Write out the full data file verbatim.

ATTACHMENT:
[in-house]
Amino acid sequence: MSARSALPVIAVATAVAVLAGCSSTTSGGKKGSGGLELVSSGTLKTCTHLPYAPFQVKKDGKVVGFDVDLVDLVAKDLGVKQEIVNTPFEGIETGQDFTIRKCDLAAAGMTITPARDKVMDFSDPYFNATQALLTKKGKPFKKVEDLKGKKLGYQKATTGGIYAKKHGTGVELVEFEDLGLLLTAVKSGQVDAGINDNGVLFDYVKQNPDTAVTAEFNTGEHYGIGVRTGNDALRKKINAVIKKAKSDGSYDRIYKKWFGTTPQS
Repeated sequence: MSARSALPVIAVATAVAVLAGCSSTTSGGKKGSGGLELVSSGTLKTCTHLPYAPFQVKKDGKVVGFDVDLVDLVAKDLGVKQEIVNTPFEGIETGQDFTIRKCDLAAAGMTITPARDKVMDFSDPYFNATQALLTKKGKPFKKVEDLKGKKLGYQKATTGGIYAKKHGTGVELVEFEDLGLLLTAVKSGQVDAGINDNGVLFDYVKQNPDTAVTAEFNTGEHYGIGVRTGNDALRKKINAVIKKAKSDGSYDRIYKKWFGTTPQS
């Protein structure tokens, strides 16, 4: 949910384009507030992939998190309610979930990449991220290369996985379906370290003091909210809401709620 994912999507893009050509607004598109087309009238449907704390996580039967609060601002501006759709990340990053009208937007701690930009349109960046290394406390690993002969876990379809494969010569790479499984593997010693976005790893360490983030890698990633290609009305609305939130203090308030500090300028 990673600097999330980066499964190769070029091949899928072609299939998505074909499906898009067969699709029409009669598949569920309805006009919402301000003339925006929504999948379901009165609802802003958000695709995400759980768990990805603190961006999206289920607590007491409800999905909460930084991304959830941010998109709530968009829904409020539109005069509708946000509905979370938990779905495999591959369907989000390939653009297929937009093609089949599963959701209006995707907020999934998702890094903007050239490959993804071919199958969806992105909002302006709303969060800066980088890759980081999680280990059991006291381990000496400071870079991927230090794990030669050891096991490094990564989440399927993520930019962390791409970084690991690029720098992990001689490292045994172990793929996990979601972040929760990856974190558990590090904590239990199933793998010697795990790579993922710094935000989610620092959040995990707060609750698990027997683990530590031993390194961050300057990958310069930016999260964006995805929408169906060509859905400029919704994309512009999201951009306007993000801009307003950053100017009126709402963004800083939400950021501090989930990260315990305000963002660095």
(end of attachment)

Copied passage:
[in-house]
Amino acid sequence: MSARSALPVIAVATAVAVLAGCSSTTSGGKKGSGGLELVSSGTLKTCTHLPYAPFQVKKDGKVVGFDVDLVDLVAKDLGVKQEIVNTPFEGIETGQDFTIRKCDLAAAGMTITPARDKVMDFSDPYFNATQALLTKKGKPFKKVEDLKGKKLGYQKATTGGIYAKKHGTGVELVEFEDLGLLLTAVKSGQVDAGINDNGVLFDYVKQNPDTAVTAEFNTGEHYGIGVRTGNDALRKKINAVIKKAKSDGSYDRIYKKWFGTTPQS
Repeated sequence: MSARSALPVIAVATAVAVLAGCSSTTSGGKKGSGGLELVSSGTLKTCTHLPYAPFQVKKDGKVVGFDVDLVDLVAKDLGVKQEIVNTPFEGIETGQDFTIRKCDLAAAGMTITPARDKVMDFSDPYFNATQALLTKKGKPFKKVEDLKGKKLGYQKATTGGIYAKKHGTGVELVEFEDLGLLLTAVKSGQVDAGINDNGVLFDYVKQNPDTAVTAEFNTGEHYGIGVRTGNDALRKKINAVIKKAKSDGSYDRIYKKWFGTTPQS
């Protein structure tokens, strides 16, 4: 949910384009507030992939998190309610979930990449991220290369996985379906370290003091909210809401709620 994912999507893009050509607004598109087309009238449907704390996580039967609060601002501006759709990340990053009208937007701690930009349109960046290394406390690993002969876990379809494969010569790479499984593997010693976005790893360490983030890698990633290609009305609305939130203090308030500090300028 990673600097999330980066499964190769070029091949899928072609299939998505074909499906898009067969699709029409009669598949569920309805006009919402301000003339925006929504999948379901009165609802802003958000695709995400759980768990990805603190961006999206289920607590007491409800999905909460930084991304959830941010998109709530968009829904409020539109005069509708946000509905979370938990779905495999591959369907989000390939653009297929937009093609089949599963959701209006995707907020999934998702890094903007050239490959993804071919199958969806992105909002302006709303969060800066980088890759980081999680280990059991006291381990000496400071870079991927230090794990030669050891096991490094990564989440399927993520930019962390791409970084690991690029720098992990001689490292045994172990793929996990979601972040929760990856974190558990590090904590239990199933793998010697795990790579993922710094935000989610620092959040995990707060609750698990027997683990530590031993390194961050300057990958310069930016999260964006995805929408169906060509859905400029919704994309512009999201951009306007993000801009307003950053100017009126709402963004800083939400950021501090989930990260315990305000963002660095």